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Two books arrived in recent weeks that are written from the scientific standpoint and have to do with near-death experiences. We'll be drawing articles from them, starting with one by a researcher named Roy Abraham Varghese.

As Varghese points out, in There Is Life After Death, near-death experiences cannot be explained by anesthesia, chemicals in the brain, lack of oxygen, sedatives, hallucination, or other factors skeptics have sought to use in explaining the death episodes. Even those blind from birth have been able to describe their environment once they "leave" their body!

When -- in trying to duplicate near-death experiences -- scientists use electrical impulses on parts of the brain, they may produce a few fleeting disjointed images similar to certain near-death visions but the images are just that: fleeting and fragmentary where near-death experiences are extended and cogent with remarkable consistencies.

And perhaps most importantly, unlike electrical prods, they cause profound changes in the lives of those who experience them.

For this, there is no neurological explanation.

From that viewpoint, astonishing was the case of a 35-year-old Atlanta woman named Pam Reynolds -- who, as reported by Varghese, as well as in a previous book, Light and Death, by Dr. Michael Sabom, underwent the most radical surgery known to man.

It was a remarkable case because Pam's near-death episode occurred after she had been placed in what they call a "standstill" state -- clinically dead.

In order to operate on a large aneurism in a brain artery, neurosurgeons put her under anesthesia, stopped her heart and breathing, lowered her body temperature to a frigid sixty degrees, and as her brain waves flattened, allowed blood to completely drain from her head.

For all practical purposes, she was deceased -- under what is also known as hypothermic cardiac arrest, which was pioneered at Barrow Neurological Institute in Phoenix.

She was "dead" -- according to extensive monitoring (they planned to revive her after removing the aneurism) -- and yet Pam did not lose consciousness, instead describing at great length how she felt her spirit pulled out of the top of the head during the procedure and then "watched" from above as surgeons and a slew of technicians worked on her body! She not only described instruments and procedure in tremendous detail -- instruments she could not have seen during or after (besides everything else, her eyes had been taped shut) -- but also the movements of doctors and technicians.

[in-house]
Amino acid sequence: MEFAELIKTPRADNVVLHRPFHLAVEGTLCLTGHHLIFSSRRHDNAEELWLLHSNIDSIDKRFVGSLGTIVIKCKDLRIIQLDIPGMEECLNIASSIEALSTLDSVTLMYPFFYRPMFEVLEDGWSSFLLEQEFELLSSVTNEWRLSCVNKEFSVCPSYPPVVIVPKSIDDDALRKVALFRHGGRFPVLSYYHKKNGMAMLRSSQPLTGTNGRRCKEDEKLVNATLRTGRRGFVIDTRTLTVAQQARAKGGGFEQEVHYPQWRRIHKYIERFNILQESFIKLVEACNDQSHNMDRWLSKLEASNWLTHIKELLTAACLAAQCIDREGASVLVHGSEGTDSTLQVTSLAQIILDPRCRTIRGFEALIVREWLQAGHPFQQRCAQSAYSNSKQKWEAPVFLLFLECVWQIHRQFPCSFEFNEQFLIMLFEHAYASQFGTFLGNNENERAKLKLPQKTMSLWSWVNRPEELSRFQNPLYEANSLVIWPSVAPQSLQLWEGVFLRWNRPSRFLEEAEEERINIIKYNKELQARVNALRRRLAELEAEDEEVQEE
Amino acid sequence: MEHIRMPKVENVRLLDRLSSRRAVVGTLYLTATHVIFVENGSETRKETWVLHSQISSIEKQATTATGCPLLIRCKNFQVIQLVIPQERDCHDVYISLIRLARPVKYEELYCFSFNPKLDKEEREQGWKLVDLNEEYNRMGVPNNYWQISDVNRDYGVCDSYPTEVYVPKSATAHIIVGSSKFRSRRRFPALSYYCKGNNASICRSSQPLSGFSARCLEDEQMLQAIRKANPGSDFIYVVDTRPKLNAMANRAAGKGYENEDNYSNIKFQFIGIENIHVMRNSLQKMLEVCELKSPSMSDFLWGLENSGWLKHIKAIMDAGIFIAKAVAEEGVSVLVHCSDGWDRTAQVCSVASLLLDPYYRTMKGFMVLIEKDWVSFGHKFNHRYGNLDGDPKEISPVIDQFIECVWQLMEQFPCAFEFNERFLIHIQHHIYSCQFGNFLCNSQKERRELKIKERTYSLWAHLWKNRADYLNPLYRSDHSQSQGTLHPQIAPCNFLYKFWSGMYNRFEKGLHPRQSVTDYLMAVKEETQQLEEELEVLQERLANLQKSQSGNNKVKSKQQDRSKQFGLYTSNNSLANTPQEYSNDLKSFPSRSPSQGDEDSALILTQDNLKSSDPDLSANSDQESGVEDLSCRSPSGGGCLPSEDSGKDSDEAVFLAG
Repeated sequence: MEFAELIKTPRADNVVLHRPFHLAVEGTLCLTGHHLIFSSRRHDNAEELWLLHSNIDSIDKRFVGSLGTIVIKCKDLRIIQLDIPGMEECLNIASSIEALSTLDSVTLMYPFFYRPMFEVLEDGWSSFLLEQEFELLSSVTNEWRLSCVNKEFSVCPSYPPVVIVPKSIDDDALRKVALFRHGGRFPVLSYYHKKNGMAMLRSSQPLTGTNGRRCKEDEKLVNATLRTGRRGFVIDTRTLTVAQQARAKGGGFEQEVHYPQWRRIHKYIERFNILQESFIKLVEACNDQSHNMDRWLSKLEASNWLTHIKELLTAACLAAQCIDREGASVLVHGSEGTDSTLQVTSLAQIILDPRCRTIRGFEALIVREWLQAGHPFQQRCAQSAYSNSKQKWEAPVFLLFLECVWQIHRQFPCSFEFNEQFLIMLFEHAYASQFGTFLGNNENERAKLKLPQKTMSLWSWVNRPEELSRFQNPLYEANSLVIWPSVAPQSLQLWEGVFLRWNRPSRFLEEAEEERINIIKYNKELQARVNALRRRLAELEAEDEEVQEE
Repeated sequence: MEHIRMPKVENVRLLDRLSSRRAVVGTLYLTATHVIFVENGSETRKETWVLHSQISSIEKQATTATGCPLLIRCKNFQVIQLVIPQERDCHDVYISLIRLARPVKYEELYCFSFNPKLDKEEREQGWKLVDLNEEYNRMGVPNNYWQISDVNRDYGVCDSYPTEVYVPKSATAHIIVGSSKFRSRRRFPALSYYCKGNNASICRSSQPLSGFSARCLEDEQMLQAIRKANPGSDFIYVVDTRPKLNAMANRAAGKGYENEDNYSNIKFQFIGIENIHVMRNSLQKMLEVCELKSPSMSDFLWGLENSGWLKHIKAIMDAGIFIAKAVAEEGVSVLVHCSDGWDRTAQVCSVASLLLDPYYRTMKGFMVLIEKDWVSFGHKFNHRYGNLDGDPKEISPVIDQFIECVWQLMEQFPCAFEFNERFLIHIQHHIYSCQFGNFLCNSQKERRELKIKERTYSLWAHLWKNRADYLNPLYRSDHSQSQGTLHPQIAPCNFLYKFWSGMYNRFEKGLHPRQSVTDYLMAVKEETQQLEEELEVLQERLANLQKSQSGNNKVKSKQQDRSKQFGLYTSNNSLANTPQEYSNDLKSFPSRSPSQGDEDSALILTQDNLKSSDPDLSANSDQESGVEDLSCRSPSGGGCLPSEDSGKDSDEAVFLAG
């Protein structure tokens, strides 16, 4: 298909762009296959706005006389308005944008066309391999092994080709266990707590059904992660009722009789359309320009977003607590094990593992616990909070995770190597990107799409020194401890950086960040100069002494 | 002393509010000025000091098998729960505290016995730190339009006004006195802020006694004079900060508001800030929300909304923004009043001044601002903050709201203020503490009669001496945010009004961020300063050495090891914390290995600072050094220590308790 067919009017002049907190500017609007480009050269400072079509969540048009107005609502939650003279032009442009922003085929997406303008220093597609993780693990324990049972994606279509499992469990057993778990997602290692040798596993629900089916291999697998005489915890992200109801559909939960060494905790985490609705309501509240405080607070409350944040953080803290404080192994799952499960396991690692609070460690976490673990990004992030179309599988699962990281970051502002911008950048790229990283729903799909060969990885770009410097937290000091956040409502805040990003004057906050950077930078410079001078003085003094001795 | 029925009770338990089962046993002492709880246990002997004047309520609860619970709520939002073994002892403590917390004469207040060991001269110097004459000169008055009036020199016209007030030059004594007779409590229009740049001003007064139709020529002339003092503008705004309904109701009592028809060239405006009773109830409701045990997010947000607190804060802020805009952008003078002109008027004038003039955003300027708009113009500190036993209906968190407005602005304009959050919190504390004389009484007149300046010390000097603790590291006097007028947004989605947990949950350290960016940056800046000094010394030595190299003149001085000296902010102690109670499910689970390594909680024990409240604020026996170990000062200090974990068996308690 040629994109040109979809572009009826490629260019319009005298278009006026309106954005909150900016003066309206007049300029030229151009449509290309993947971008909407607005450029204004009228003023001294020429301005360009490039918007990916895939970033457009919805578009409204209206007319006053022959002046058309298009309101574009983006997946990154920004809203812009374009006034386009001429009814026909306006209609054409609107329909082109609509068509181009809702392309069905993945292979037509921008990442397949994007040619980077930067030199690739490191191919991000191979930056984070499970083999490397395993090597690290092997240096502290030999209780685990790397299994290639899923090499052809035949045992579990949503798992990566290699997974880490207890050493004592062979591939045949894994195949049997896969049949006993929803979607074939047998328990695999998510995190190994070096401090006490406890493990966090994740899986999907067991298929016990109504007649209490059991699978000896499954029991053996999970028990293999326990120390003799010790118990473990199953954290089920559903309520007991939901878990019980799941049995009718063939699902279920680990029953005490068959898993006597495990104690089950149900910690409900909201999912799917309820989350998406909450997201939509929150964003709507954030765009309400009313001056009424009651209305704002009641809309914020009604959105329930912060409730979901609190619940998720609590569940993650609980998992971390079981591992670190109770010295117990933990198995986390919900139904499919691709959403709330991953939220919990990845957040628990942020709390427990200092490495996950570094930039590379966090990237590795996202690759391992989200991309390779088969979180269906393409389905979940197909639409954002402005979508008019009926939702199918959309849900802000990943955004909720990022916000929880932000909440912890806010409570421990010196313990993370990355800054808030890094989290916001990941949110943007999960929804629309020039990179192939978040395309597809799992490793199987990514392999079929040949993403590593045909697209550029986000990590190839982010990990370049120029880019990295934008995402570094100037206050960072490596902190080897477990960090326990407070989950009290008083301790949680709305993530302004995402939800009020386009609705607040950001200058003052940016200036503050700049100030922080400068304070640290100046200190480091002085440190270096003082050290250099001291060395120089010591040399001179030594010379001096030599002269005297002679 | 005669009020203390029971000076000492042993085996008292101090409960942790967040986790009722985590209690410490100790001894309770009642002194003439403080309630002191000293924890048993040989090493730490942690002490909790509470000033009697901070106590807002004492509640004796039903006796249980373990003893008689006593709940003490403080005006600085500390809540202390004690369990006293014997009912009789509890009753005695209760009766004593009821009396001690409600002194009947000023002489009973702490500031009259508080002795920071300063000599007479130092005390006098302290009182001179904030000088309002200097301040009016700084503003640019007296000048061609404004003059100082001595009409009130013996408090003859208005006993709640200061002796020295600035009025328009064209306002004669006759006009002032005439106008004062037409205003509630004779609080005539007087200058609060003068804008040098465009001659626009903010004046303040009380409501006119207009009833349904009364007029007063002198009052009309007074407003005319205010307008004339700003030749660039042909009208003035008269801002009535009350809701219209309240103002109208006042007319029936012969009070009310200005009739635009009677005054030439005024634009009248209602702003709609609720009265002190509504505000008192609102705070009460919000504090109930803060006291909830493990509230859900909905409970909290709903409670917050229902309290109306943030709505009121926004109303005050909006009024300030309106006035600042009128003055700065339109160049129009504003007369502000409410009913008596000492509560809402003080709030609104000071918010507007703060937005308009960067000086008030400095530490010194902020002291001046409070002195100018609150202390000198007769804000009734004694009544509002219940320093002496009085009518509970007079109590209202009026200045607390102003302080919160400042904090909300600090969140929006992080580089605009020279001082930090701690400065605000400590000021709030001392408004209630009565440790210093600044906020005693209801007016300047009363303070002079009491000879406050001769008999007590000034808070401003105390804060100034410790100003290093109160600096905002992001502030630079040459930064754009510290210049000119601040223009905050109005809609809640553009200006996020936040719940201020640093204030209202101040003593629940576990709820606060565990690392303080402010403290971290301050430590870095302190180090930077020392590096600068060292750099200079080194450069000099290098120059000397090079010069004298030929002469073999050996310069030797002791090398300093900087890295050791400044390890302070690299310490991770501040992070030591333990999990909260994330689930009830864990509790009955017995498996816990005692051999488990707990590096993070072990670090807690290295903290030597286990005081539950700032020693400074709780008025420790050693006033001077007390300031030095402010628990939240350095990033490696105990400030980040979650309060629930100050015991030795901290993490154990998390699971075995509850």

During the procedure, the top of her skull was removed with a Midas Rex whirlwind bone saw and Pamela was medically induced into cardiac arrest once they verified that the aneurism was too large to otherwise remove and they would have to cause "complete electrocerebral silence," in the words of  Dr. Sabom years before the two new books (the other of which is also written by a doctor).

"The blood was drained from Pam's body like oil from a car," Dr. Sabom had written. "During 'standstill,' Pam's brain was found 'dead' by all three clinical tests -- her electroencephalogram was silent, her brain-stem response was absent, and no blood flowed through her brain."

Yet, her consciousness was never extinguished.

If anything, she was more aware than when she had been in a normal state.

It was at that point Pam felt like she was being taken up by a "tornado" and began to hear a deceased grandmother calling her. She also saw an uncle and a great-great cousin.

Pam saw the Light so many report -- she was most drawn by this (which experiencers describe as the Light of the Lord), and encountered a barrier she could not pass (or she would not be able to return). As in so many near-death cases, those encountered on the other side looked like they had at their prime.

An hour later, after the aneurism was removed, her blood was warmed and pumped back into Pam's body and her heart was restarted -- in this incredibly risky procedure that is used only as a last resort by surgeons.

When the monitors blipped back to life, Pam came back from the place of Light.

It wasn't just that she had all the classic detail of such an experience, but -- as Varghese puts it -- that "she gave remarkable accurate descriptions of the unusual instruments used in the surgery, as well as the activities taking place in the operating room."

This is significant, even decisive, because a dead brain cannot misfire (or hallucinate).

So dramatic is Pam's case that one prominent skeptic, Susan Blackmore (who has since retired from her role as chief skeptic), remarked: "If the case you describe is true [in all the medical details with which it was presented], the whole of science would need rewriting."

[resources: San Francisco retreat on mysticism: Michael Brown, February 27: we ask for your prayers, and St. Augustine, Fl. retreat, March 6: the mystical Catholic]

[see also: books on afterlife]

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